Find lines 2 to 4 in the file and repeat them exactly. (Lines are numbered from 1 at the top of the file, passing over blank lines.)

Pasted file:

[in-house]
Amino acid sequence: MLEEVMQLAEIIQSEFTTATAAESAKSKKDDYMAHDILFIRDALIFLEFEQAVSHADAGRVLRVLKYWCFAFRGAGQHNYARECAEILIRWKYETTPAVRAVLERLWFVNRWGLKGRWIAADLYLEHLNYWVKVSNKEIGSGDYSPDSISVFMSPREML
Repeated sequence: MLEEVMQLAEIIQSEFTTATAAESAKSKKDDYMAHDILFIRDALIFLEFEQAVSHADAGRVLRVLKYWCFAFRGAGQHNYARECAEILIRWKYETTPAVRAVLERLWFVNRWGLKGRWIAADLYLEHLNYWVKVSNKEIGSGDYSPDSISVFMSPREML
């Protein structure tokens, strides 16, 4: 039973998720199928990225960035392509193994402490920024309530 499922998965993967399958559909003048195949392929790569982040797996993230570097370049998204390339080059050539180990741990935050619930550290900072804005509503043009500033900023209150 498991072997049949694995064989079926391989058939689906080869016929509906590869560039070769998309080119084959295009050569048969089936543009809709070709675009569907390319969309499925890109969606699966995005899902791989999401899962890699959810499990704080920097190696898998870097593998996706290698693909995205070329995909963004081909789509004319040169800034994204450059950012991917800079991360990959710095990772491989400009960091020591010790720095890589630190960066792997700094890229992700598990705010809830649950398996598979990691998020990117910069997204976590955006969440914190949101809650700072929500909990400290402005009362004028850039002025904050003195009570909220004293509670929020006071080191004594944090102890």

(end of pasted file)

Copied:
Amino acid sequence: MLEEVMQLAEIIQSEFTTATAAESAKSKKDDYMAHDILFIRDALIFLEFEQAVSHADAGRVLRVLKYWCFAFRGAGQHNYARECAEILIRWKYETTPAVRAVLERLWFVNRWGLKGRWIAADLYLEHLNYWVKVSNKEIGSGDYSPDSISVFMSPREML
Repeated sequence: MLEEVMQLAEIIQSEFTTATAAESAKSKKDDYMAHDILFIRDALIFLEFEQAVSHADAGRVLRVLKYWCFAFRGAGQHNYARECAEILIRWKYETTPAVRAVLERLWFVNRWGLKGRWIAADLYLEHLNYWVKVSNKEIGSGDYSPDSISVFMSPREML
């Protein structure tokens, strides 16, 4: 039973998720199928990225960035392509193994402490920024309530 499922998965993967399958559909003048195949392929790569982040797996993230570097370049998204390339080059050539180990741990935050619930550290900072804005509503043009500033900023209150 498991072997049949694995064989079926391989058939689906080869016929509906590869560039070769998309080119084959295009050569048969089936543009809709070709675009569907390319969309499925890109969606699966995005899902791989999401899962890699959810499990704080920097190696898998870097593998996706290698693909995205070329995909963004081909789509004319040169800034994204450059950012991917800079991360990959710095990772491989400009960091020591010790720095890589630190960066792997700094890229992700598990705010809830649950398996598979990691998020990117910069997204976590955006969440914190949101809650700072929500909990400290402005009362004028850039002025904050003195009570909220004293509670929020006071080191004594944090102890």